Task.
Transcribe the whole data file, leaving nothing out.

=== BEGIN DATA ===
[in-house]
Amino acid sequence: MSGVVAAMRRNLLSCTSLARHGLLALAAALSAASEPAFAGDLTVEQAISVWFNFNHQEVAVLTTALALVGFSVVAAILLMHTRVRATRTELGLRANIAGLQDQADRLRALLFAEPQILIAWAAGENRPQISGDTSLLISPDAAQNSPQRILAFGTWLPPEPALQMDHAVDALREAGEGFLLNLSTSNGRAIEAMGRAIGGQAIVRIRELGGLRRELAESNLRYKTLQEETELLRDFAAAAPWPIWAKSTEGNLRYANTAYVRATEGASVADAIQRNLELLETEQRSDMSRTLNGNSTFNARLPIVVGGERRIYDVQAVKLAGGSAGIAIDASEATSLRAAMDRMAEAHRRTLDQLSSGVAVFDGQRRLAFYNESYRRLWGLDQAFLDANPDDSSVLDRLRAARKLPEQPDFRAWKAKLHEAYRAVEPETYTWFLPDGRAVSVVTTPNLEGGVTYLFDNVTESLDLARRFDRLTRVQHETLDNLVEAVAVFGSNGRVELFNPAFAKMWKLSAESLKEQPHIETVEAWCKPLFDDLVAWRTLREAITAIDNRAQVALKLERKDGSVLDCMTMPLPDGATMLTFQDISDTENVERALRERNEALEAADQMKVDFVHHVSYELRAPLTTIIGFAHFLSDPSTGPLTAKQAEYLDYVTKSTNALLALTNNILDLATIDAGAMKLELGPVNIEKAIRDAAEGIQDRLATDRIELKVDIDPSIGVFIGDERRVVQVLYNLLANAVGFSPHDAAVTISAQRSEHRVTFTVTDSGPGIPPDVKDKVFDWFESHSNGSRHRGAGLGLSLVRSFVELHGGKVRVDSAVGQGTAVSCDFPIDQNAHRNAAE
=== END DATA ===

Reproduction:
[in-house]
Amino acid sequence: MSGVVAAMRRNLLSCTSLARHGLLALAAALSAASEPAFAGDLTVEQAISVWFNFNHQEVAVLTTALALVGFSVVAAILLMHTRVRATRTELGLRANIAGLQDQADRLRALLFAEPQILIAWAAGENRPQISGDTSLLISPDAAQNSPQRILAFGTWLPPEPALQMDHAVDALREAGEGFLLNLSTSNGRAIEAMGRAIGGQAIVRIRELGGLRRELAESNLRYKTLQEETELLRDFAAAAPWPIWAKSTEGNLRYANTAYVRATEGASVADAIQRNLELLETEQRSDMSRTLNGNSTFNARLPIVVGGERRIYDVQAVKLAGGSAGIAIDASEATSLRAAMDRMAEAHRRTLDQLSSGVAVFDGQRRLAFYNESYRRLWGLDQAFLDANPDDSSVLDRLRAARKLPEQPDFRAWKAKLHEAYRAVEPETYTWFLPDGRAVSVVTTPNLEGGVTYLFDNVTESLDLARRFDRLTRVQHETLDNLVEAVAVFGSNGRVELFNPAFAKMWKLSAESLKEQPHIETVEAWCKPLFDDLVAWRTLREAITAIDNRAQVALKLERKDGSVLDCMTMPLPDGATMLTFQDISDTENVERALRERNEALEAADQMKVDFVHHVSYELRAPLTTIIGFAHFLSDPSTGPLTAKQAEYLDYVTKSTNALLALTNNILDLATIDAGAMKLELGPVNIEKAIRDAAEGIQDRLATDRIELKVDIDPSIGVFIGDERRVVQVLYNLLANAVGFSPHDAAVTISAQRSEHRVTFTVTDSGPGIPPDVKDKVFDWFESHSNGSRHRGAGLGLSLVRSFVELHGGKVRVDSAVGQGTAVSCDFPIDQNAHRNAAE